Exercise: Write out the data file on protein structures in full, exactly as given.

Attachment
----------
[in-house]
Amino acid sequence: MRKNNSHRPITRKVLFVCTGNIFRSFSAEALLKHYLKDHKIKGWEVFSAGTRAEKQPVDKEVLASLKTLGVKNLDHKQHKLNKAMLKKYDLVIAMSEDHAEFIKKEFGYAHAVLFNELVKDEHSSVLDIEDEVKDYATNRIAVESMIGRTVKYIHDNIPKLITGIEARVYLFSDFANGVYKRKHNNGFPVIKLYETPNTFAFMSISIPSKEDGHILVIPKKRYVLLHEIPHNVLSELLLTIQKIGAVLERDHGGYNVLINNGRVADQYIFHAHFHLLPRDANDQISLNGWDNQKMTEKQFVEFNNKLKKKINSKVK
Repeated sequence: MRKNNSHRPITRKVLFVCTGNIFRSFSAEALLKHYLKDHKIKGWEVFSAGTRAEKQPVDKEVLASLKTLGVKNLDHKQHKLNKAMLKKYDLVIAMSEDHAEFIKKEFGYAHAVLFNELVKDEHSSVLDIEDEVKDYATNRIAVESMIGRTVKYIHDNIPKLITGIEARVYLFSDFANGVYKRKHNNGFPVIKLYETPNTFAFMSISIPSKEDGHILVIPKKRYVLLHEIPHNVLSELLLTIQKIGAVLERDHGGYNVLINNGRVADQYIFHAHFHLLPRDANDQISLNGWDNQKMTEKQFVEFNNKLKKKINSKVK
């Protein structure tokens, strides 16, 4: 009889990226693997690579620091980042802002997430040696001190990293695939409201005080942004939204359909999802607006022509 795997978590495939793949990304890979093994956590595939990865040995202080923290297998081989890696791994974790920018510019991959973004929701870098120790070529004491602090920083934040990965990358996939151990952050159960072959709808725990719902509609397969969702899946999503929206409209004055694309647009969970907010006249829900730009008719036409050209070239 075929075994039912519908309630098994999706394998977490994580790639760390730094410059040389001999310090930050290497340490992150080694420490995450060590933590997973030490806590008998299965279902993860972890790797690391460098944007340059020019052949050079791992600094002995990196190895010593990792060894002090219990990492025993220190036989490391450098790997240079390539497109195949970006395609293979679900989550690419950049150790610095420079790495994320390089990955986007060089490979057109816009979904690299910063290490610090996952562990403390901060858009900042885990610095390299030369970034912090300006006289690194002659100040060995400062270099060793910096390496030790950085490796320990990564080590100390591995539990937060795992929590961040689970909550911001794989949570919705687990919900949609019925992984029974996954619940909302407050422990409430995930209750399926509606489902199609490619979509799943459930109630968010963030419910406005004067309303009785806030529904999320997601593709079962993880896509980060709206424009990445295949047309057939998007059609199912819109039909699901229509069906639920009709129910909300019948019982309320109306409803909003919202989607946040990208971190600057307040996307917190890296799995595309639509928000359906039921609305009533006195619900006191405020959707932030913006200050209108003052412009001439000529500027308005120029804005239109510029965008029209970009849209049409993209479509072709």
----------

[in-house]
Amino acid sequence: MRKNNSHRPITRKVLFVCTGNIFRSFSAEALLKHYLKDHKIKGWEVFSAGTRAEKQPVDKEVLASLKTLGVKNLDHKQHKLNKAMLKKYDLVIAMSEDHAEFIKKEFGYAHAVLFNELVKDEHSSVLDIEDEVKDYATNRIAVESMIGRTVKYIHDNIPKLITGIEARVYLFSDFANGVYKRKHNNGFPVIKLYETPNTFAFMSISIPSKEDGHILVIPKKRYVLLHEIPHNVLSELLLTIQKIGAVLERDHGGYNVLINNGRVADQYIFHAHFHLLPRDANDQISLNGWDNQKMTEKQFVEFNNKLKKKINSKVK
Repeated sequence: MRKNNSHRPITRKVLFVCTGNIFRSFSAEALLKHYLKDHKIKGWEVFSAGTRAEKQPVDKEVLASLKTLGVKNLDHKQHKLNKAMLKKYDLVIAMSEDHAEFIKKEFGYAHAVLFNELVKDEHSSVLDIEDEVKDYATNRIAVESMIGRTVKYIHDNIPKLITGIEARVYLFSDFANGVYKRKHNNGFPVIKLYETPNTFAFMSISIPSKEDGHILVIPKKRYVLLHEIPHNVLSELLLTIQKIGAVLERDHGGYNVLINNGRVADQYIFHAHFHLLPRDANDQISLNGWDNQKMTEKQFVEFNNKLKKKINSKVK
């Protein structure tokens, strides 16, 4: 009889990226693997690579620091980042802002997430040696001190990293695939409201005080942004939204359909999802607006022509 795997978590495939793949990304890979093994956590595939990865040995202080923290297998081989890696791994974790920018510019991959973004929701870098120790070529004491602090920083934040990965990358996939151990952050159960072959709808725990719902509609397969969702899946999503929206409209004055694309647009969970907010006249829900730009008719036409050209070239 075929075994039912519908309630098994999706394998977490994580790639760390730094410059040389001999310090930050290497340490992150080694420490995450060590933590997973030490806590008998299965279902993860972890790797690391460098944007340059020019052949050079791992600094002995990196190895010593990792060894002090219990990492025993220190036989490391450098790997240079390539497109195949970006395609293979679900989550690419950049150790610095420079790495994320390089990955986007060089490979057109816009979904690299910063290490610090996952562990403390901060858009900042885990610095390299030369970034912090300006006289690194002659100040060995400062270099060793910096390496030790950085490796320990990564080590100390591995539990937060795992929590961040689970909550911001794989949570919705687990919900949609019925992984029974996954619940909302407050422990409430995930209750399926509606489902199609490619979509799943459930109630968010963030419910406005004067309303009785806030529904999320997601593709079962993880896509980060709206424009990445295949047309057939998007059609199912819109039909699901229509069906639920009709129910909300019948019982309320109306409803909003919202989607946040990208971190600057307040996307917190890296799995595309639509928000359906039921609305009533006195619900006191405020959707932030913006200050209108003052412009001439000529500027308005120029804005239109510029965008029209970009849209049409993209479509072709």